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Discussion Starter #1
I'm working on a piece for Premier Guitar on expression control and the variety of ways to change what a pedal is doing on the fly, as you play. In discussion with the editor, he mentioned Rainger pedals, that include a pressure pad controller named Igor (because it was first incorporated with the Dr. Freakenstein fuzz). To be assured of accuracy in my reporting, I wrote to Rainger to ask about the inner workings of the pressure pad. And, bloody hell, David Rainger (based in London) wrote back to me on what is a Saturday night for him, almost immediately, with the needed info and clear interest in the piece.

So kudos to him. Tiny pedals, big functionality. Products Archives - Rainger FX
 

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Very cool. I did a few custom expression controlled frequency pedals for a blues player in Chicago.
How is the pad control wise vs an expression pedal.
Awesome idea
 

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Discussion Starter #3
I haven't tried it, but you can see demos of it on Youtube, like this one (at the 1:17 mark). He uses force-sensing resistors, which are very responsive. Some folks may like the fact that there is no rocking back and forth required, merely pressure. Other folks may find that it is easier for them to gauge how far forward or backward their foot is than how much pressure they are applying. Chacun a son gout.

I'm trying to adapt a force-sensing resistor as a controller on the top of my guitar, between bridge and volume knob. I've installed/attached a photocell in past, to do the same thing, but the problem with photocells is that you have to have enough ambient light for blocking the light with your finger to have a noticeable effect. That said, photocells are a bit less twitchy than FSRs.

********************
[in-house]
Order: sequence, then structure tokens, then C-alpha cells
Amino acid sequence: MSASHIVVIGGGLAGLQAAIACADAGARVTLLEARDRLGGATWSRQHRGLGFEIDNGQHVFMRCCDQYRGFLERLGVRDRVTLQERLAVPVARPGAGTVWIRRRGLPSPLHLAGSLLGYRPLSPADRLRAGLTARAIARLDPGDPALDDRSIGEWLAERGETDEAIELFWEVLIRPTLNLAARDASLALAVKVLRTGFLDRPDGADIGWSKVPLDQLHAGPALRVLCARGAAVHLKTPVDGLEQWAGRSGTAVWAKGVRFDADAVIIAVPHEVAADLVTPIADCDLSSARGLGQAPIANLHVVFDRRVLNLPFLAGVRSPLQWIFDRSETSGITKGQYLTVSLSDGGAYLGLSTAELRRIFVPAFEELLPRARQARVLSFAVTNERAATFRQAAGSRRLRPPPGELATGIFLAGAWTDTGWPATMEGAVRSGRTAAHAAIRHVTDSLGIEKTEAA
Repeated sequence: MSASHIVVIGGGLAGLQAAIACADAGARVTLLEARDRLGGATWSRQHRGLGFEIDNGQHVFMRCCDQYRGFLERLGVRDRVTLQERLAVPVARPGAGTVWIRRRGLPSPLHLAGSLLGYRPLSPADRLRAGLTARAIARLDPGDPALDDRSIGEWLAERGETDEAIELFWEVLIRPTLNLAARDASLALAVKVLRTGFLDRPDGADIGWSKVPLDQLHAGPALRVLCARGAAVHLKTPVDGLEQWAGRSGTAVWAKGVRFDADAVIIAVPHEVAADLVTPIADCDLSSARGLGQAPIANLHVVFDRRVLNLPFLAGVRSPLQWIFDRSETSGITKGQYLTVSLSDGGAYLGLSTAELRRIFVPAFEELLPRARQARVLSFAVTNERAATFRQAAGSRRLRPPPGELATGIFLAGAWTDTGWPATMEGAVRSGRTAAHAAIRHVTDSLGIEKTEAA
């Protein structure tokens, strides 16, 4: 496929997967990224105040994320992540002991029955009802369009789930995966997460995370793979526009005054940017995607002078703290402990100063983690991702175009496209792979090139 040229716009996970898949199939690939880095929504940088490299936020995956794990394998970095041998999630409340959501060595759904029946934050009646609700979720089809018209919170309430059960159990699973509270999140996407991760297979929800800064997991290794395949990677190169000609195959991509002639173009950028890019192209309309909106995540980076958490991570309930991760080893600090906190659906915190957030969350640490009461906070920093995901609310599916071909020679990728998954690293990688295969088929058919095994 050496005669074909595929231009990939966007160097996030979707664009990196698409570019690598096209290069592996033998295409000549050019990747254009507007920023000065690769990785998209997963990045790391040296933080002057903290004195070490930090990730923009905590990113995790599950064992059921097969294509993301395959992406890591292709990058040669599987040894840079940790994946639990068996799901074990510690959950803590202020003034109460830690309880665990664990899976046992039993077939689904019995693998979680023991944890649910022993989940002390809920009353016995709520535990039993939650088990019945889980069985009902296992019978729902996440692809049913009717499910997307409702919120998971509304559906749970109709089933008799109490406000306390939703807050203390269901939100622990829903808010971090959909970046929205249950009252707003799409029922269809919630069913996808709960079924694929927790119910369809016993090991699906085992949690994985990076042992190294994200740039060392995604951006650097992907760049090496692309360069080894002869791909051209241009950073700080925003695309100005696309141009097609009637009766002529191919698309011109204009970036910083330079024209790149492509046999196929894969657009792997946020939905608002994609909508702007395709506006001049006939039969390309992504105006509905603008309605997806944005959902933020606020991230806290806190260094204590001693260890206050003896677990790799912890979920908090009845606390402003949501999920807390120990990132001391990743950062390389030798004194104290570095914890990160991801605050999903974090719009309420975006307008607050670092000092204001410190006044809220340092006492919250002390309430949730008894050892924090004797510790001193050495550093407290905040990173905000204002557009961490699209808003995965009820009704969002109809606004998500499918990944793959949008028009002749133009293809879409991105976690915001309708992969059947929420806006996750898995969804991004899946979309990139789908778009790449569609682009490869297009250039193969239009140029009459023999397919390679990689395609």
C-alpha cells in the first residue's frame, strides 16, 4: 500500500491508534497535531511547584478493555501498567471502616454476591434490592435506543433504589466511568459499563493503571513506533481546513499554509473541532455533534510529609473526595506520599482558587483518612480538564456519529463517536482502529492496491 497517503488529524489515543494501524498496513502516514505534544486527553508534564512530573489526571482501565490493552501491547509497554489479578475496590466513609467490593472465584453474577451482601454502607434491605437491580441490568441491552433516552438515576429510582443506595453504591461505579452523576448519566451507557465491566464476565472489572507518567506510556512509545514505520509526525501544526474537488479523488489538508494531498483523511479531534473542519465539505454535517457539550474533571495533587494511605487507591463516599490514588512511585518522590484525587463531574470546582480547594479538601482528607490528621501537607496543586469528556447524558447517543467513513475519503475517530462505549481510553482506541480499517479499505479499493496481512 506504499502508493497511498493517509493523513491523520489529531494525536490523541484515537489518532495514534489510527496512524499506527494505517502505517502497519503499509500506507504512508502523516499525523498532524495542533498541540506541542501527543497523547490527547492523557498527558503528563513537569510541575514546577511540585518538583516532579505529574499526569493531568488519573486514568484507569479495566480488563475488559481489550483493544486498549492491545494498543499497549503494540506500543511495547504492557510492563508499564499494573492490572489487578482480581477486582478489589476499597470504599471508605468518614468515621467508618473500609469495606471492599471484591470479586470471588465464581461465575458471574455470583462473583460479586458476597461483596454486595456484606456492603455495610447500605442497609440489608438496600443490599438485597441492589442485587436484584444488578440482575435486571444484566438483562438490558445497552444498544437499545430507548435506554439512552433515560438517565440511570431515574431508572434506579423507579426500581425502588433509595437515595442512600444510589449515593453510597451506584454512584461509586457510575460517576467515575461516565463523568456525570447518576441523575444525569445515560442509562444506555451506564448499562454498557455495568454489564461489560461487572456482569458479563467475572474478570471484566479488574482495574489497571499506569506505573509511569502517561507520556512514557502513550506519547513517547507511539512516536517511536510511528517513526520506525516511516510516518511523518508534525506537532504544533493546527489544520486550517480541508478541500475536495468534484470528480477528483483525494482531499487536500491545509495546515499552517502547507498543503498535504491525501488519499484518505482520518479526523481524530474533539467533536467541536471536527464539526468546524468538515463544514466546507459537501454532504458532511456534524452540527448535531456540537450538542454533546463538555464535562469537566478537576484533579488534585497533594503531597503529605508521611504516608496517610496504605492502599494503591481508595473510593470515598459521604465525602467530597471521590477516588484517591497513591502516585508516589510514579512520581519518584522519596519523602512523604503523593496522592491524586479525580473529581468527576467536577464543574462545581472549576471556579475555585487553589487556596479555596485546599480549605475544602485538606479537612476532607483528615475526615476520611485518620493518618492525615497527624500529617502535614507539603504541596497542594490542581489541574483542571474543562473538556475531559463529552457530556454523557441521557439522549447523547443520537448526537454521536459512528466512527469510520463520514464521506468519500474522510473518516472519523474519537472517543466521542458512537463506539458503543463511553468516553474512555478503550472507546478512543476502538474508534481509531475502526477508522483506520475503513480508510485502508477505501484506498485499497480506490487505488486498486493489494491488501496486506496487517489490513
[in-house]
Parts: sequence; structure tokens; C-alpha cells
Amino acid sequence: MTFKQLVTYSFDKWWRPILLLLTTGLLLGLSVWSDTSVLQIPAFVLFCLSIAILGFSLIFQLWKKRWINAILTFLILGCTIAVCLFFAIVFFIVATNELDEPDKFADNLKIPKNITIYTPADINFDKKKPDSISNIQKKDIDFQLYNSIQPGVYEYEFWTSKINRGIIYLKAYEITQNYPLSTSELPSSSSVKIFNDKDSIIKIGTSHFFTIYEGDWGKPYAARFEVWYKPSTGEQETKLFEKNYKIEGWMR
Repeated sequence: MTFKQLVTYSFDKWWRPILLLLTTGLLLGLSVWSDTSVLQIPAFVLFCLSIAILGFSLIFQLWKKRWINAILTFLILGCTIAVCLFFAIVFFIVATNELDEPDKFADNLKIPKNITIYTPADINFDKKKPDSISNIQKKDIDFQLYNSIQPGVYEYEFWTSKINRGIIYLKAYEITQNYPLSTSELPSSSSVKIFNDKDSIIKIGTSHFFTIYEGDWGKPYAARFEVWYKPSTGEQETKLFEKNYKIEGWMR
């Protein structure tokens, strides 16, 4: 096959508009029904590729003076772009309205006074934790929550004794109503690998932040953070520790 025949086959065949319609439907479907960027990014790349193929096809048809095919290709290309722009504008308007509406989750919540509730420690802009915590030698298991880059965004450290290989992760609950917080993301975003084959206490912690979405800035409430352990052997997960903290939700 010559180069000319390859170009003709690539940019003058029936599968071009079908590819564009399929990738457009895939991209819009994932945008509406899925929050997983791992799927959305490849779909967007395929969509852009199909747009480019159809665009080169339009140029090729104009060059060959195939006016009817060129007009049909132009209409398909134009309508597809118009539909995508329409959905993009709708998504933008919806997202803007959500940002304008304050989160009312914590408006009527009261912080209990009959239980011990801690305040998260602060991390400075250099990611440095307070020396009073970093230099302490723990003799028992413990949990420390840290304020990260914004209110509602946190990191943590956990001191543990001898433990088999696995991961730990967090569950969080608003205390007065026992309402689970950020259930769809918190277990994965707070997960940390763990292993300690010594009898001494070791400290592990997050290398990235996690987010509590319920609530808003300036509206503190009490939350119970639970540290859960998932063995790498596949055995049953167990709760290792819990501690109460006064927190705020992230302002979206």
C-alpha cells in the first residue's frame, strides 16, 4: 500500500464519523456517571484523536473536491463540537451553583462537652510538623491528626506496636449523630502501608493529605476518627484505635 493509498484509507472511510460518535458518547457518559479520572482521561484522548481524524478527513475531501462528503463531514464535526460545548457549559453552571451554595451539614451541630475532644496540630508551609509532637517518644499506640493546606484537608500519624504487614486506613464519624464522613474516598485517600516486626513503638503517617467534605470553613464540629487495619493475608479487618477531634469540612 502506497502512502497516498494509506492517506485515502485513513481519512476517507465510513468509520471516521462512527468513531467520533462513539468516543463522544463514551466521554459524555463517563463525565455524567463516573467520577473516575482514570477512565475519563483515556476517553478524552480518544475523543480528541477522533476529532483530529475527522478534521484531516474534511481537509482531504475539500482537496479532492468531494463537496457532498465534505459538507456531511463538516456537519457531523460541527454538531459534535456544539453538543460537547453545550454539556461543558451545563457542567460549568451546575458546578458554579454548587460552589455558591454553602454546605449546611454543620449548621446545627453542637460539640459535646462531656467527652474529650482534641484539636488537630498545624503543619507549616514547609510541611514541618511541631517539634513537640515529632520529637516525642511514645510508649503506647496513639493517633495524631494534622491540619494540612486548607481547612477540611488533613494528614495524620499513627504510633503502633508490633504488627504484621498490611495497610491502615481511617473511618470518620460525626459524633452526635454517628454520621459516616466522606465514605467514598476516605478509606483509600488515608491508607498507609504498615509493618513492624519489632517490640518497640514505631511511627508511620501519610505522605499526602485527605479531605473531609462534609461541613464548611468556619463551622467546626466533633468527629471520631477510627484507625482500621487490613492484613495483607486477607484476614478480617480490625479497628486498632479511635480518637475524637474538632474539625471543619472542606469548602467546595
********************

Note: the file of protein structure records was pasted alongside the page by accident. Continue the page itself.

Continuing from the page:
The nice thing about both photocells and FSRs is that one can use them in a voltage-divider capacity (i.e., as one part of what is essentially an imitation pot), at which point the range of their impact can be easily tailored. One of the downsides of foot-treadles, as most people with wahs can attest, is that you rarely get the full travel of the pot, in order to protect against damage from pushing it past the end of its travel with the force of your body.

 

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Discussion Starter #7
I don't know if anyone has said it before but mhammer ,you are nothing short of a genius
Nah. I've learned a lot over the course of 45 years of dickering around, but I'll accord genius status to others. Thanks, though.
My special skills lie in bigger-picture and systems thinking; something I learned from folks a lot smarter than myself.
Steve Bragg from Empress is coming over to the house in a few days, to show me their Zoia do everything pedal. That guy is a genius.
 
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